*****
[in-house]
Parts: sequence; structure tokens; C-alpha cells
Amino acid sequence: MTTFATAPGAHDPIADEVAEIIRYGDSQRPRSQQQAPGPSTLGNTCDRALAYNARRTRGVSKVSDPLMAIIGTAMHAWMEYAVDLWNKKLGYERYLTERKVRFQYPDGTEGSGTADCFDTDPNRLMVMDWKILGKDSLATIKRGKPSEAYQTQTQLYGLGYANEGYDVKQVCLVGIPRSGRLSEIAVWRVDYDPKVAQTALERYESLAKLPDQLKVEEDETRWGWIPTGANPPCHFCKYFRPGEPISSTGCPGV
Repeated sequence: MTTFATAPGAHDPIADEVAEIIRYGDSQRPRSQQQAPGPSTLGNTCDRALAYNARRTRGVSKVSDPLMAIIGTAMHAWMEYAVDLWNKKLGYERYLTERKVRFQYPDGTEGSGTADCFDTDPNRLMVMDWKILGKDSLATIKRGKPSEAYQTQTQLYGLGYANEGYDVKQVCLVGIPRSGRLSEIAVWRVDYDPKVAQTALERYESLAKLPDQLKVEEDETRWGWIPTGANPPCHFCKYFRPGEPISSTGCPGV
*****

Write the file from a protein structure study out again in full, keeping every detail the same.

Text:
[in-house]
Parts: sequence; structure tokens; C-alpha cells
Amino acid sequence: MTTFATAPGAHDPIADEVAEIIRYGDSQRPRSQQQAPGPSTLGNTCDRALAYNARRTRGVSKVSDPLMAIIGTAMHAWMEYAVDLWNKKLGYERYLTERKVRFQYPDGTEGSGTADCFDTDPNRLMVMDWKILGKDSLATIKRGKPSEAYQTQTQLYGLGYANEGYDVKQVCLVGIPRSGRLSEIAVWRVDYDPKVAQTALERYESLAKLPDQLKVEEDETRWGWIPTGANPPCHFCKYFRPGEPISSTGCPGV
Repeated sequence: MTTFATAPGAHDPIADEVAEIIRYGDSQRPRSQQQAPGPSTLGNTCDRALAYNARRTRGVSKVSDPLMAIIGTAMHAWMEYAVDLWNKKLGYERYLTERKVRFQYPDGTEGSGTADCFDTDPNRLMVMDWKILGKDSLATIKRGKPSEAYQTQTQLYGLGYANEGYDVKQVCLVGIPRSGRLSEIAVWRVDYDPKVAQTALERYESLAKLPDQLKVEEDETRWGWIPTGANPPCHFCKYFRPGEPISSTGCPGV